Pioneer Women of the European Union


The exhibition ‘Pioneer Women of the European Union’ is a tribute to ten exceptional women who contributed to the development of the Europe we know today. Resistance fighters and Holocaust survivors, outstanding professionals in the political, scientific and cultural spheres, these women inspired today’s European Union. Many of them strove to put an end to the horrors of two world wars and promoted the fundamental values of the EU, both from the European institutions themselves and from political activism. Some, in fact, came to preside over the European Parliament, being an example of leadership and commitment. All of them defended the European values of equality, freedom, democracy, solidarity, diversity and respect for human rights.

Anna Lindh

Born in Stockholm in 1957, Anna Lindh was one of the most influential figures in modern Swedish politics and a prime mover in Sweden’s participation in the European project.

She had a reputation for being a straight talker and outspoken, especially on human rights issues. Lindh became involved in politics at the age of 12 by joining the Swedish Social Democratic Youth League. Following her studies in law at Uppsala University, she was elected to the Swedish Parliament (1982), and served as Minister for the Environment (1994) and Minister for Foreign Affairs (1998).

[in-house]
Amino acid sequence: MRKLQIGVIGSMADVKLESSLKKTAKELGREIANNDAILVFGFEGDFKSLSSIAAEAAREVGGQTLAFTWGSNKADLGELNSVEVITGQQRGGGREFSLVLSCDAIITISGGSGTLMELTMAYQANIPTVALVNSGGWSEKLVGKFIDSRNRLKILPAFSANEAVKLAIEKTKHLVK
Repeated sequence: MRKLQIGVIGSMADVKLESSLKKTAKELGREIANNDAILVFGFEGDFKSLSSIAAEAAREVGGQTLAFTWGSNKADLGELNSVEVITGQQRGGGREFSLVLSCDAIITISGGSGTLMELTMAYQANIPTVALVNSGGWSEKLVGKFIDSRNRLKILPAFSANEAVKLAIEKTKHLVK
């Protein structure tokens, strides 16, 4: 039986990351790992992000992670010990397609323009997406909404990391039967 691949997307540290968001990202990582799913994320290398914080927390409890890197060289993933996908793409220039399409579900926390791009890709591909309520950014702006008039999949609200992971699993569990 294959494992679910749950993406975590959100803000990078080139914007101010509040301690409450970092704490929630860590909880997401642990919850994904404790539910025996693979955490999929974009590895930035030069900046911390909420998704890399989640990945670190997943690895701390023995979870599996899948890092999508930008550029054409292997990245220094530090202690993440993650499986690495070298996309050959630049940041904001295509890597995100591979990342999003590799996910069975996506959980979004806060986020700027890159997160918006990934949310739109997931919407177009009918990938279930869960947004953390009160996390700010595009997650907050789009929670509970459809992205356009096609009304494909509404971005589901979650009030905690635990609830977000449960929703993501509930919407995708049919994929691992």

In 2001, her diplomacy was instrumental in averting war in the former Yugoslav Republic of Macedonia (now North Macedonia). Thanks to her role as the European Union’s chief envoy, she achieved cooperation between the Member States, thus halting the escalation of the conflict.

Subsequently, in 2003, she led the Swedish government’s campaign for a ‘yes’ vote in the referendum on adopting the euro in Sweden. Three days before the referendum, Lindh was assassinated by an unknown assailant while shopping in a Stockholm department store, shaking Sweden and Europe. However, her legacy lives on in the many initiatives created in her memory, most notably the Anna Lindh Euro-Mediterranean Foundation for the Dialogue Between Cultures, a network of civil society organisations dedicated to fostering intercultural dialogue in the Mediterranean region.

Clara Campoamor

Clara Campoamor, a prominent lawyer and politician, was the main advocate for women’s suffrage in Spain.

Born in Madrid in 1888, she worked from an early age to help with the household expenses. At the age of 36, she graduated in law, becoming one of the few women lawyers in Spain at the time and the second woman to join the Madrid Bar Association. Campoamor participated in various intellectual circles and European congresses, giving lectures on women’s rights.